Many of these miscreants are not mid-level.  We have seen criminal conduct at the very top of the food chain.

Indeed, we keep witnessing some of the most educated, successful, and monied professionals in the country put their companies – not to mention their own liberty – at risk by engaging in flagrant and foolhardy illegal conduct in the market.

Some of these people have already made more money than could ever be spent in one lifetime; and achieved more impressive success than could ever be chronicled in one obituary.

To be sure, corporate culture is not dispositive and is no panacea.  To be sure, there are bad apples everywhere, but an apple is more likely to rot in certain climates than in others.

And in too many places and in too many quarters, there seems to have taken root a culture of minimalism – by that, I mean a culture of merely aspiring to the minimum: doing merely the minimum required to avoid an enforcement action or a criminal charge, rather than focusing affirmatively on doing the right thing, staying comfortably clear of the line, and earning a robust reputation for integrity and honesty.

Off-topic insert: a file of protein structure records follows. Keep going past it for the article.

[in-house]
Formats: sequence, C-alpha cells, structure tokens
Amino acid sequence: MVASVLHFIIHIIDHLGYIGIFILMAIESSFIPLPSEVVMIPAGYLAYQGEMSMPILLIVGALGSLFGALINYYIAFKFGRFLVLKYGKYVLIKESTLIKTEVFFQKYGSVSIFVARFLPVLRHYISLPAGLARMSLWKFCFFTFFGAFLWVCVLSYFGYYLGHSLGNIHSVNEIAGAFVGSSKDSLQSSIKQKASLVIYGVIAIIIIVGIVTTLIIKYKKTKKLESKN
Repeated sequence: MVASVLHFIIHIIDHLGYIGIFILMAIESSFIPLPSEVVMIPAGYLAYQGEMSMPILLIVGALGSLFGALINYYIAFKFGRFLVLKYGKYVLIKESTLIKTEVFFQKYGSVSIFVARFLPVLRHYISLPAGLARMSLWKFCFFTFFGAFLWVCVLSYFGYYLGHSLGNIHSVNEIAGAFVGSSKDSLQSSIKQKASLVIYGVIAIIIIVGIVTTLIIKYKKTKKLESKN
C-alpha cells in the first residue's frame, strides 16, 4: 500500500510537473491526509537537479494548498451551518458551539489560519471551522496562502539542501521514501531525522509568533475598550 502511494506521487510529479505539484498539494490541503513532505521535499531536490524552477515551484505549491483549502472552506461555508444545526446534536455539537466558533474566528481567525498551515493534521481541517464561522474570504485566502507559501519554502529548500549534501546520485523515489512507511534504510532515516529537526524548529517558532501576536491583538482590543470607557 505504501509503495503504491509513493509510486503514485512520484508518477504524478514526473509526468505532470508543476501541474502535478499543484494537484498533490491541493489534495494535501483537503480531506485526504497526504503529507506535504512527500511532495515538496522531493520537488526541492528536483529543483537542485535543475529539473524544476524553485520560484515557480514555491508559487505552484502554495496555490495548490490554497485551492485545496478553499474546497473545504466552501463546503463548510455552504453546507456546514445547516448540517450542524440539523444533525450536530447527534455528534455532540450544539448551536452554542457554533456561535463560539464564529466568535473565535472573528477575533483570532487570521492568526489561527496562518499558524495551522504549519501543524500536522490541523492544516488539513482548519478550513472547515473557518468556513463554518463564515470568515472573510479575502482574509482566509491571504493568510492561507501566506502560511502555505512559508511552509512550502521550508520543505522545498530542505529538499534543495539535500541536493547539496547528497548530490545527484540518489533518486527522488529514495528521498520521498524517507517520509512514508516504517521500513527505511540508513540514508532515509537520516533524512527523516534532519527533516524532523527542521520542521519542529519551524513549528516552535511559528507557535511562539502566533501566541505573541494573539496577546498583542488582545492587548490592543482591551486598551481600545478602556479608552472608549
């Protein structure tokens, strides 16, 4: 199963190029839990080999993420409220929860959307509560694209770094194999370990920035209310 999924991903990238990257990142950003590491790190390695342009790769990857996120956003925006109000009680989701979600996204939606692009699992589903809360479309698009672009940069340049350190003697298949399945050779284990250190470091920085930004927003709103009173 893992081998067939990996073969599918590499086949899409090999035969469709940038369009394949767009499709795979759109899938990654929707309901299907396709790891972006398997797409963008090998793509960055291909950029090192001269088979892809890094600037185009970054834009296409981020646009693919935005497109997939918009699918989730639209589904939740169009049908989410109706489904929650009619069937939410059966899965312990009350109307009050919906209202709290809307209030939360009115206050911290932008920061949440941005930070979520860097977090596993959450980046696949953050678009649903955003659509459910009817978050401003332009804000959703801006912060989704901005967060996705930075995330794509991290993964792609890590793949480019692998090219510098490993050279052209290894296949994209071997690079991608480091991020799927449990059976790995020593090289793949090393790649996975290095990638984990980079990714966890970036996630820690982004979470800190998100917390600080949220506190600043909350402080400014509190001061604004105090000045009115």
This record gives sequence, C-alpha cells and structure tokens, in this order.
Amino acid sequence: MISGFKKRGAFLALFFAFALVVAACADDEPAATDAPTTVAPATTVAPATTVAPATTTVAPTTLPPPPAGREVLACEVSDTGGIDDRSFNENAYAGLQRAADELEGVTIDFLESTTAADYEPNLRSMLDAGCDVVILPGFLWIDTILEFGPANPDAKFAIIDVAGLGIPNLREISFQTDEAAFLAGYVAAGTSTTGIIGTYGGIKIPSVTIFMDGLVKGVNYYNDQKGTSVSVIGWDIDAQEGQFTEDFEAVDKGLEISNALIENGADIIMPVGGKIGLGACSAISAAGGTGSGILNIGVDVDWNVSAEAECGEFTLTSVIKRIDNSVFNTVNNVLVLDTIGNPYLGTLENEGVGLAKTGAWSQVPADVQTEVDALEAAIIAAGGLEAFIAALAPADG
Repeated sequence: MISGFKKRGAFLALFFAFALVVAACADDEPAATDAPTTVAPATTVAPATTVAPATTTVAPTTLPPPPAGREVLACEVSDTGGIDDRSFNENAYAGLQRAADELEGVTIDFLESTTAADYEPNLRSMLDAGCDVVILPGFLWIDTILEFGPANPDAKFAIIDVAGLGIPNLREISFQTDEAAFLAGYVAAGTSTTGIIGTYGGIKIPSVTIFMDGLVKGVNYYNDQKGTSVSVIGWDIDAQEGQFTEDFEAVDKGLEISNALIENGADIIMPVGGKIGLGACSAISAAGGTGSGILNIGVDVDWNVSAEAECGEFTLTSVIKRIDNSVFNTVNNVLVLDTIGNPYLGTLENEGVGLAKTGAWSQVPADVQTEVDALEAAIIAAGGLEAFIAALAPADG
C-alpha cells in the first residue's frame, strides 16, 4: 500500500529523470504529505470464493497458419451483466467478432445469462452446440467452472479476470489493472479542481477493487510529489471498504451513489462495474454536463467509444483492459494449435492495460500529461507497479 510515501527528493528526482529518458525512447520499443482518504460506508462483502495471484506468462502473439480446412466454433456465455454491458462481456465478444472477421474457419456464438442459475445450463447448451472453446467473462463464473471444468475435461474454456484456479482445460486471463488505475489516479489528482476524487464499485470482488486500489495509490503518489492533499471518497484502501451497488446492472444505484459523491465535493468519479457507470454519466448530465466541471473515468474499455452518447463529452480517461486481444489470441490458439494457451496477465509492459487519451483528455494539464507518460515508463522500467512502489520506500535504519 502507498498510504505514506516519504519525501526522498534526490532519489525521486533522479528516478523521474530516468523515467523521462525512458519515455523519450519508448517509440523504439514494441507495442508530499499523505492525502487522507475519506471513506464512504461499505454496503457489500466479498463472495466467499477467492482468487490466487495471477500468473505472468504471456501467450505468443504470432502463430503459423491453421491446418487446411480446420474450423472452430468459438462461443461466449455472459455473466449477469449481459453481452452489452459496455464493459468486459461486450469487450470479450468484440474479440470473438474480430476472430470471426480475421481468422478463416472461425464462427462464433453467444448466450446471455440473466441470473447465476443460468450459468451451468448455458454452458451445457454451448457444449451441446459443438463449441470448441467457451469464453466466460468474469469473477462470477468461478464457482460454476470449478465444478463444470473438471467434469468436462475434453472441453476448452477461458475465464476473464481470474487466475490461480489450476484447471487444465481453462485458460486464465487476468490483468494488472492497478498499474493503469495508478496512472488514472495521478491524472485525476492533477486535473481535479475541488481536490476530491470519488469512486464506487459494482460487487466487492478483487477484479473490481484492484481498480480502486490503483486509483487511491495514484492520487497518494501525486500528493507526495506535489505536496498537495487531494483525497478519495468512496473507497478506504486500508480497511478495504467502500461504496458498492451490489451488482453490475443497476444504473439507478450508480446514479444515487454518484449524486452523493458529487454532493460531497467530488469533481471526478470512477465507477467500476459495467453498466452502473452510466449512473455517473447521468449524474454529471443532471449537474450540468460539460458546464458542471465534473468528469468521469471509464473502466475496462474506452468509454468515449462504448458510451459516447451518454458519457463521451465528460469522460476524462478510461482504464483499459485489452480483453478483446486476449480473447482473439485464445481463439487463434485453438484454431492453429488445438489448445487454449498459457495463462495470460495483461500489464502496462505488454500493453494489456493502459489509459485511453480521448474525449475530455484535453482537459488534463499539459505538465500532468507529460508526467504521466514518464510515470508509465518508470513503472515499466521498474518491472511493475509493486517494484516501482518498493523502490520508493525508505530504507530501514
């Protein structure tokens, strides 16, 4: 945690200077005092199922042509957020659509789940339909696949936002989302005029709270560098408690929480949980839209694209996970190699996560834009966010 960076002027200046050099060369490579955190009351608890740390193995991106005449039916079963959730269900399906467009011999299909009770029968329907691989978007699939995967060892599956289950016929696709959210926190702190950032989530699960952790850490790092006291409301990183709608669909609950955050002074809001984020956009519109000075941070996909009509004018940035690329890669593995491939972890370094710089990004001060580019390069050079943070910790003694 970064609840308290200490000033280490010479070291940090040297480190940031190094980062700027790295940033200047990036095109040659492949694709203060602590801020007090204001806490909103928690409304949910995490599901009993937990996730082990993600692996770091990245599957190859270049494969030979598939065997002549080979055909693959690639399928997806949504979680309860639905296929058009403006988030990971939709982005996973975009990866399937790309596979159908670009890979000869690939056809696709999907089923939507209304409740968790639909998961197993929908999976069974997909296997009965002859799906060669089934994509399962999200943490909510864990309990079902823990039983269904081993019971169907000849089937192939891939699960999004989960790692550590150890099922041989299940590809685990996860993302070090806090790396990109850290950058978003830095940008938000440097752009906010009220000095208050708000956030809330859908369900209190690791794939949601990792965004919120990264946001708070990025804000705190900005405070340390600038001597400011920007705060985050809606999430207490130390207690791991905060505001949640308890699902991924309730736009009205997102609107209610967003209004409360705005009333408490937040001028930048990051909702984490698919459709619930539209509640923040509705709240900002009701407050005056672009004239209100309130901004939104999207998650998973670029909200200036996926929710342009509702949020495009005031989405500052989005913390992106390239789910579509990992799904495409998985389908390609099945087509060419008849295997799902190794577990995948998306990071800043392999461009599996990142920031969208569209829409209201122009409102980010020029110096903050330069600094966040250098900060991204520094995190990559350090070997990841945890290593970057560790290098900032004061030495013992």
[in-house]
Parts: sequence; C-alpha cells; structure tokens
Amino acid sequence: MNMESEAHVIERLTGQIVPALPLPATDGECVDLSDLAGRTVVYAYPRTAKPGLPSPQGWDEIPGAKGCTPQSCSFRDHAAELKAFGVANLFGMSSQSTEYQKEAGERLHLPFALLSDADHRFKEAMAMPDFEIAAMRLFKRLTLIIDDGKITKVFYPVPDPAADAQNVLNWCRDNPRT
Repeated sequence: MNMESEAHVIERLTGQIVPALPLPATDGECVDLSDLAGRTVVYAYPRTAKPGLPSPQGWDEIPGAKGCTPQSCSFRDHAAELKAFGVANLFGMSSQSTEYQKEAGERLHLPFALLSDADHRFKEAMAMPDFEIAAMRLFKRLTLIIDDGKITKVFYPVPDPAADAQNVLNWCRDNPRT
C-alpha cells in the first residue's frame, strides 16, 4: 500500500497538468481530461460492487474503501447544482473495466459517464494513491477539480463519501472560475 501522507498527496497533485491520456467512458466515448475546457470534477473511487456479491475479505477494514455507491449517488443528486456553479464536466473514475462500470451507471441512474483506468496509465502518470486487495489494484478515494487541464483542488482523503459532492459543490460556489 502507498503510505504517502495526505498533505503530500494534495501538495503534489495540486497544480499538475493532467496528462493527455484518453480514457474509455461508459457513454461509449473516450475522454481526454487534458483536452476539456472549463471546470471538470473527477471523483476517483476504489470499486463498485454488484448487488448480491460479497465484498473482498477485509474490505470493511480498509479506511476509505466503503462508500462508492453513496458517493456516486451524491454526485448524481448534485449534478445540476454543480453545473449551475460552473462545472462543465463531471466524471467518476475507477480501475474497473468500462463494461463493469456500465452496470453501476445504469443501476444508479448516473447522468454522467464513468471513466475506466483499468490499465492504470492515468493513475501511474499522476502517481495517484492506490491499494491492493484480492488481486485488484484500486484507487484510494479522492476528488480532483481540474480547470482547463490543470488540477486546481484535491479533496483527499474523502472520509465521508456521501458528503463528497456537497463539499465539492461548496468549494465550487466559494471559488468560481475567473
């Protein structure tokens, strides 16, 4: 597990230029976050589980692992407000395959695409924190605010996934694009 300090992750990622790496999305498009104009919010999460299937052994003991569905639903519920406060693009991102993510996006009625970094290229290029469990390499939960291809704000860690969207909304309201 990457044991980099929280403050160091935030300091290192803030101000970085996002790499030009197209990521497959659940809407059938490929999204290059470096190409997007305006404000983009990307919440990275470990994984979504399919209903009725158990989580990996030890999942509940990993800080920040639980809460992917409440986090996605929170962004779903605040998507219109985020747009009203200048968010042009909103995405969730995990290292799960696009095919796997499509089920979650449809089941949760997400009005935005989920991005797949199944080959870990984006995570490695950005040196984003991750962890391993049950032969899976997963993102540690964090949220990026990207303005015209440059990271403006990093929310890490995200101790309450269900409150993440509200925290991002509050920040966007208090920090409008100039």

I hope that you agree that the most successful and prominent institutions in the world – whose failure can threaten the entire economy – should always aspire to more than the minimum.

Now, before going any further in that vein, let me tell you about our first principles in the U.S. Attorney’s Office in the Southern District of New York.

You should expect from us what I expect every day from every Assistant in my office – engagement in the wise and just exercise of discretion and judgment.

I expect the AUSA’s in my office to be open-minded, fair, and supremely principled in how charging decisions are made and how dispositions are handled.  At the same time, I expect them to be tireless in discharging the duty that the taxpayers pay them to perform.

We should be fearless in bringing righteous cases no matter the public outcry, and we should be fearless also in walking away from cases no matter the public outcry, in the opposite direction.  We bring scores of securities fraud cases every year; and we also end up walking away from cases because to bring them would be against the evidence and against the interests of justice.  And that is as it should be.
In everything we do, you should expect us to exercise sound discretion and judgment and to remember always that our goal is not to win, but to do the right thing, for the right reasons, in the right way.  In a word, to do justice.